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62 Hawk - Fan hits shroud on right turns

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  • Engine: 62 Hawk - Fan hits shroud on right turns

    On way back from the Blackhawk chapter's appearance on the WGN Midday News, noticed the following:

    Turn the corner and fan hits the shroud - has left a mark. Not horrible hit, but enough to hear it. Does it with clutch in or out, regardless. Turned motor off and, not surprisingly, it disappeared.
    Does not do it turning left.

    Car is solid - not a bendy rusty frame.

    Motor Mounts?

    sigpic 62 Hawk - Wisconsin barn find

  • #2
    Probably bad mounts. Does the fan look centered in the shroud? There are 2 sets of holes in the frame mount,for left hand drive the mounts should be bolted into the holes farthest to the right of the car[passenger side]


    • #3
      Every time I've ever had that happen on a car, it was the water pump going bad...

      Clark in San Diego | '63 Standard (F2) "Barney" |


      • #4
        When this happened to me, it was the front rubber engine supports. The top and bottom studs are vulcanized to the rubber insulator. Sometimes the metal separates from the rubber. This will allow the engine to shift sideways on a hard turn, causing the fan to hit the shroud. ~ Dale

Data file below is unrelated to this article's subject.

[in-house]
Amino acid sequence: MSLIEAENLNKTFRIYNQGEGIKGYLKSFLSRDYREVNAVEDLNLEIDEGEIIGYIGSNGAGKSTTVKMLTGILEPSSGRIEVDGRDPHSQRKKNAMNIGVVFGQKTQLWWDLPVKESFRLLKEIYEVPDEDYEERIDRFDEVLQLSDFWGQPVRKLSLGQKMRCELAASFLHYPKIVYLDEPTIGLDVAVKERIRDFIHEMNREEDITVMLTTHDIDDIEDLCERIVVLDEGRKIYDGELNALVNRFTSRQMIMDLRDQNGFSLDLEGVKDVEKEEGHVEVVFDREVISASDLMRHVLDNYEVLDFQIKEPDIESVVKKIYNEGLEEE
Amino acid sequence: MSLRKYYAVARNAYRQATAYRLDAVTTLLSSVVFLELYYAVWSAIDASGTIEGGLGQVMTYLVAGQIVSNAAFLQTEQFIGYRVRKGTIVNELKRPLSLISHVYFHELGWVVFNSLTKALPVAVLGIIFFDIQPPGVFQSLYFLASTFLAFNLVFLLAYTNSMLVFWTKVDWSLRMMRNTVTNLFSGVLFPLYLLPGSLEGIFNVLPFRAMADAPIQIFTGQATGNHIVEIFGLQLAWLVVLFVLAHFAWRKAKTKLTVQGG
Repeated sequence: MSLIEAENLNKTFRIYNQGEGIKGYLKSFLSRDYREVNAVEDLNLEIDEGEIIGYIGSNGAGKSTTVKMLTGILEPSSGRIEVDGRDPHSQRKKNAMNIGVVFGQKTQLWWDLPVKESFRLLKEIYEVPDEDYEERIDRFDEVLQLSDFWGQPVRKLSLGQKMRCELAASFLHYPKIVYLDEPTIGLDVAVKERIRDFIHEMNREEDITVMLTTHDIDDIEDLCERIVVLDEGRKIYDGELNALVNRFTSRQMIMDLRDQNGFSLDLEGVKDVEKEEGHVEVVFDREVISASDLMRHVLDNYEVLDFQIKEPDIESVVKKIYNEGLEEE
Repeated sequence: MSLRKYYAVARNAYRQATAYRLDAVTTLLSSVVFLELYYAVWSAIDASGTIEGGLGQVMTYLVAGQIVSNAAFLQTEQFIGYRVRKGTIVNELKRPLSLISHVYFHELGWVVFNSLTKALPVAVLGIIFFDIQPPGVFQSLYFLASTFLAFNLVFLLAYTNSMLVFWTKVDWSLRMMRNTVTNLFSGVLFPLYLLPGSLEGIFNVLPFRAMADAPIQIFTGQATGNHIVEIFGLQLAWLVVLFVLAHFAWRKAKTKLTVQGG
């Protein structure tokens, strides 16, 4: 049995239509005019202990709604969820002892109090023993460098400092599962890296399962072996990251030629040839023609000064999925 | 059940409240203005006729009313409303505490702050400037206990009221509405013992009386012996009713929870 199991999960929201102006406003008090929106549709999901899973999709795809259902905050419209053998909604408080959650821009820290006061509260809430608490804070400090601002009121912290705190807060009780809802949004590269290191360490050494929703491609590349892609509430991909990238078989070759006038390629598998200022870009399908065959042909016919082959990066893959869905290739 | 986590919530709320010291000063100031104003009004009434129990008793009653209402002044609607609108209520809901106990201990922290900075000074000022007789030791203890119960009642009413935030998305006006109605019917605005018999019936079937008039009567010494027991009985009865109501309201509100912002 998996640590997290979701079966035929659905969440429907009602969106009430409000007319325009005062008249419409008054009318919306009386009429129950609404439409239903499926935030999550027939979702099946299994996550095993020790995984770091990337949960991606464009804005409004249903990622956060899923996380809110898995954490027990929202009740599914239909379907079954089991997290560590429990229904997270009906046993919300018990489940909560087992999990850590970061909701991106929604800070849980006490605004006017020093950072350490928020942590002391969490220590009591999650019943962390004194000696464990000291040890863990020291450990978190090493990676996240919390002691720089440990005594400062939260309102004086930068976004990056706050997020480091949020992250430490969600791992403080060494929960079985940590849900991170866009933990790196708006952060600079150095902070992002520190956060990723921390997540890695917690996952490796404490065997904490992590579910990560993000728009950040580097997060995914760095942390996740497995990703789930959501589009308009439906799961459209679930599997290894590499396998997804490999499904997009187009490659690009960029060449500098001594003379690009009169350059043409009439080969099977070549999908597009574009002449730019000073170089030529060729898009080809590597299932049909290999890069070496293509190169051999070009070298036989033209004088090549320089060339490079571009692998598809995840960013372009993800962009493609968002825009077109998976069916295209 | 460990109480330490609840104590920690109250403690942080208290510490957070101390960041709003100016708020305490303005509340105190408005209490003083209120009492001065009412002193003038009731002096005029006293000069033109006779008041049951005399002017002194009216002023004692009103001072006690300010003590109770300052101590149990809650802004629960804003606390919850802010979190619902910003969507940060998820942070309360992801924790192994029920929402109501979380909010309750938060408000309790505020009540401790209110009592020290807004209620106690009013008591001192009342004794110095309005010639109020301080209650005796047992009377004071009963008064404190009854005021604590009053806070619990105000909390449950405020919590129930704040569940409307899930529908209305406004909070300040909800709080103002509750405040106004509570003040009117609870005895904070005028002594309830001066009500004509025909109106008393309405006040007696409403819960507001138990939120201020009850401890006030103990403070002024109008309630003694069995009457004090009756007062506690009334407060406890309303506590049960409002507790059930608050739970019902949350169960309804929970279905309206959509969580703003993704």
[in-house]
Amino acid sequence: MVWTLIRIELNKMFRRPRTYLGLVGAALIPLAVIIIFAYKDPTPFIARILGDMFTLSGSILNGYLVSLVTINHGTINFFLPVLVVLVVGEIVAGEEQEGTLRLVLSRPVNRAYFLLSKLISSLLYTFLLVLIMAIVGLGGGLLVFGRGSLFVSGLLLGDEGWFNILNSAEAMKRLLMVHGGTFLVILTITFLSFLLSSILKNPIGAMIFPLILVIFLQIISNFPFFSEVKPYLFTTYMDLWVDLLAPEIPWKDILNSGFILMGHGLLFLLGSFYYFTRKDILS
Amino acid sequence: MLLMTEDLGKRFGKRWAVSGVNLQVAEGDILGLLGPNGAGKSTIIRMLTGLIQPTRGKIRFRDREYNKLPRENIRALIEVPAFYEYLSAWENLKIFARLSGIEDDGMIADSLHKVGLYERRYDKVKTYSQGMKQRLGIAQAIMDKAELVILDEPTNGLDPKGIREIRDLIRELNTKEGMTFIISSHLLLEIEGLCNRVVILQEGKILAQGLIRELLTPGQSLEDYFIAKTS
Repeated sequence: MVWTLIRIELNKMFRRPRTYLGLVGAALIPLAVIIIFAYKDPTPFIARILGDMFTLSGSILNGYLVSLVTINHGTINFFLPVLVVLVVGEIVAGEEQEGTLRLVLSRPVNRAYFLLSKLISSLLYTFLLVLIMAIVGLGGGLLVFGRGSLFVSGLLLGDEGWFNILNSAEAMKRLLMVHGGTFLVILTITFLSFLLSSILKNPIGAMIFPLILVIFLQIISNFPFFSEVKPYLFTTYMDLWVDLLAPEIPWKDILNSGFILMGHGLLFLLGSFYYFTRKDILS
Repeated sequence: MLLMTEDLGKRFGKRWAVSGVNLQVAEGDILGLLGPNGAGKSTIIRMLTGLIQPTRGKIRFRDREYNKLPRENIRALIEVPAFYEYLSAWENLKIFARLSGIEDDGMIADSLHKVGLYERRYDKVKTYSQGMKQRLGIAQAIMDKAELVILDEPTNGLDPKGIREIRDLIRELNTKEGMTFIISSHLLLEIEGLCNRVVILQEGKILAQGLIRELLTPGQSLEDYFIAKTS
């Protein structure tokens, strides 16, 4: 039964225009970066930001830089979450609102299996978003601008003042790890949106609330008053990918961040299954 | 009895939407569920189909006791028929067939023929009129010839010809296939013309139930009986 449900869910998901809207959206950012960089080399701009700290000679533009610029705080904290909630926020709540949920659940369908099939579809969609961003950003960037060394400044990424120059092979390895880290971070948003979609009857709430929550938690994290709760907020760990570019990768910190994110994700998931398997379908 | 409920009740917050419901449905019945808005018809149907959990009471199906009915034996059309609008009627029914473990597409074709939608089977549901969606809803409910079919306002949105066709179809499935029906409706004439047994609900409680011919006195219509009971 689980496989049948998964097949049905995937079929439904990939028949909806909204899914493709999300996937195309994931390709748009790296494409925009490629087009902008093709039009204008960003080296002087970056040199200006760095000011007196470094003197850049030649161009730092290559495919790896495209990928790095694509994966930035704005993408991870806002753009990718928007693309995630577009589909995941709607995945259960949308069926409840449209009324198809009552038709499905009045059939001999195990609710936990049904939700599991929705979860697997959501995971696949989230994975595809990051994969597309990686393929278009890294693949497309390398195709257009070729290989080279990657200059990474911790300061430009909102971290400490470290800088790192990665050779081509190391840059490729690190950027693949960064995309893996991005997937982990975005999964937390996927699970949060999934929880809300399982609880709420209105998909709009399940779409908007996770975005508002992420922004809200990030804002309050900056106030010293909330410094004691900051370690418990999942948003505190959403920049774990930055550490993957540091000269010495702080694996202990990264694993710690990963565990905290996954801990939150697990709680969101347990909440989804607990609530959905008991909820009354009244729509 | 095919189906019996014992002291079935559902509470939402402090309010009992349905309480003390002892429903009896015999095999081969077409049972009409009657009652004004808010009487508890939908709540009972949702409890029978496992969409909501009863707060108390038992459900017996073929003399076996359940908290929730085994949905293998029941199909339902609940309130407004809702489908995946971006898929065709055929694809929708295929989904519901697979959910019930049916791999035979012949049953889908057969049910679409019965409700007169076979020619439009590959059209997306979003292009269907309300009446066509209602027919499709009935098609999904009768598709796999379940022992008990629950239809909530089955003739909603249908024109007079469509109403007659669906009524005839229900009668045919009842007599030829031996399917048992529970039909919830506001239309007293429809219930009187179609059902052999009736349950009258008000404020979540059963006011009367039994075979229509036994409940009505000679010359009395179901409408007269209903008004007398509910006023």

• #5
          I would suspect mounts. Put it in gear, hold brakes tight and give it throttle. Have someone watch under hood. If the engine levitates, problem found.
          "All attempts to 'rise above the issue' are simply an excuse to avoid it profitably." --Dick Gregory

          Brad Johnson, SDC since 1975, ASC since 1990
          Pine Grove Mills, Pa.
          sigpic'33 Rockne 10, '51 Commander Starlight, '53 Commander Starlight "Désirée"


          • #6
            Back when I first purchased my 1963 Hawk, I did a burn-out while making a right-hand turn at a stop sign when all of a sudden I hear a loud metallic grinding noise coming from the cooling fan. My right side (if I recall correctly) rubber motor mount seperated. I replaced it and then all was fine.
            In the middle of MinneSTUDEa.


            • #7
              If you open the hood, you can watch the motor yourself while giving it gas.

              After opening the hood, I put my foot on the brakes and push down on the gas while watching the motor. If the motor come upwards, there is a broken motor mount.
              RadioRoy, specializing in AM/FM conversions with auxiliary inputs for iPod/satellite/CD player. In the old car radio business since 1985.

              17A-S2 - 50 Commander convertible
              10G-C1 - 51 Champion starlight coupe
              10G-Q4 - 51 Champion business coupe
              4H-K5 - 53 Commander starliner hardtop
              5H-D5 - 54 Commander Conestoga wagon
              56B-D4 - 56 Commander station wagon
              60V-L6 - 60 Lark convertible


              • #8
                I suspect the previous posters, between them, have guessed right. Either your motor mounts are old, or you've mounted the engine in the wrong holes. I had the latter problem recently, when I inadvertently set the engine mounts into the left set of holes where they bolt to the frame. Left hand drive models should use the rightward set of engine mount holes instead. With the engine in the wrong holes, my fan touched the shroud too, when I revved the engine, causing the blades to flex rearward. The rest of the time the fan cleared the shroud, if barely. Moving the engine mounts into the proper holes gave me a good 1/2 inch of clearance all around the tips of the fan blades, and the problem was solved.